humanbelly said...

It’s hard for me, but I’ll try to keep my statements as succinct as possible, as my timeline’s kinda long and has as many twists as an extended Prince Valiant plotline. . .

I always liked comic books, even as a very young tyke. . . like 5 years old or so. I distinctly remember that our local barber shop always had several laying out for the younger set, and my Dad got my hair cut pretty often, ‘cause it was rural Michigan, and I sort of liked that bristley “buzz-cut” feeling at the back of my scalp and neck. I can particularly remember that Metal Men were always well-represented, as well as the Hulk (in what must have been his earliest appearances in Tales to Astonish). A particular thrill as an adult collector was recognizing a very early change sequence (head & face only) that I knew from seeing it at the barber shop before I could even read.

BUT— the event that more or less thrust me neck-deep into the river of a life-long hobby was being quite, quite sick in about the middle of third grade (that was the chicken pox year AND the mumps year, as I recall), and while I was laid up, my best pal Bryan Roush hauled over ALL of the comic books his two older brothers had compiled over the previous year or so. This was a huge stack, for a kid like me, and was a complete mixed bag of Marvel and DC. Among the Marvel stuff were near complete runs of Hulk #110-#123; Avengers #58-66; Captain America #100-#118; Spiderman. . .gosh, don’t know the numbers, but it was the whole ManMountainMarko through the death of Silvermane, and such; a smattering of X-Men, after Prof. X died; and I believe a run of FF starting with Blastaar’s first appearance. A few Iron Mans. . .no Thor at all. A lot Marvel Collector’s Item Classics, and even Not Brand Echhs—and certainly a bunch of other random issues. A TON of scattered DC stuff as well. . . including The Geek; Hawk & Dove; Bat Lash (geeze, what a quirky, cool western title, for all its short life); Wonder Woman (jumpsuit spy version); Blackhawk; Jimmy Olsen; Flash; Superman & much more.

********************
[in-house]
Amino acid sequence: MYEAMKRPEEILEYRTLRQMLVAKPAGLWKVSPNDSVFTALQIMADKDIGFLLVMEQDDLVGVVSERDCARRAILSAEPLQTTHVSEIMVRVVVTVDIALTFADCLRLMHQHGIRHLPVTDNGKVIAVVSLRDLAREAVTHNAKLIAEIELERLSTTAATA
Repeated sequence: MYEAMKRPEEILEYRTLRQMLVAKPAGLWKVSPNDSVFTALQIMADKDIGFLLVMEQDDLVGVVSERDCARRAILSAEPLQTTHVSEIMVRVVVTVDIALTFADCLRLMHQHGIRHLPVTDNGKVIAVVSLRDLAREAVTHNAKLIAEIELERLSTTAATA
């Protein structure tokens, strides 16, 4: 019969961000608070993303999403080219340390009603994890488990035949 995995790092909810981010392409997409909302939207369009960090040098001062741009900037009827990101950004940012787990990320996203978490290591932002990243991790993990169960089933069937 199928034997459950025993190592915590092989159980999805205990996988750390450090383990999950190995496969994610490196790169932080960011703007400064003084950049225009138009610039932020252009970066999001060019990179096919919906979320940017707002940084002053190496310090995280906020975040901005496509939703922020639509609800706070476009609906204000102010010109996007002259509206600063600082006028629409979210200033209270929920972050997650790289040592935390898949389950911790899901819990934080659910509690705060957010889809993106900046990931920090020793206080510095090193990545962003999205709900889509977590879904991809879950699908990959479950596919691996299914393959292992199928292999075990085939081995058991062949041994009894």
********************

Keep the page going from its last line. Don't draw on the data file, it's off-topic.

Well, that was it.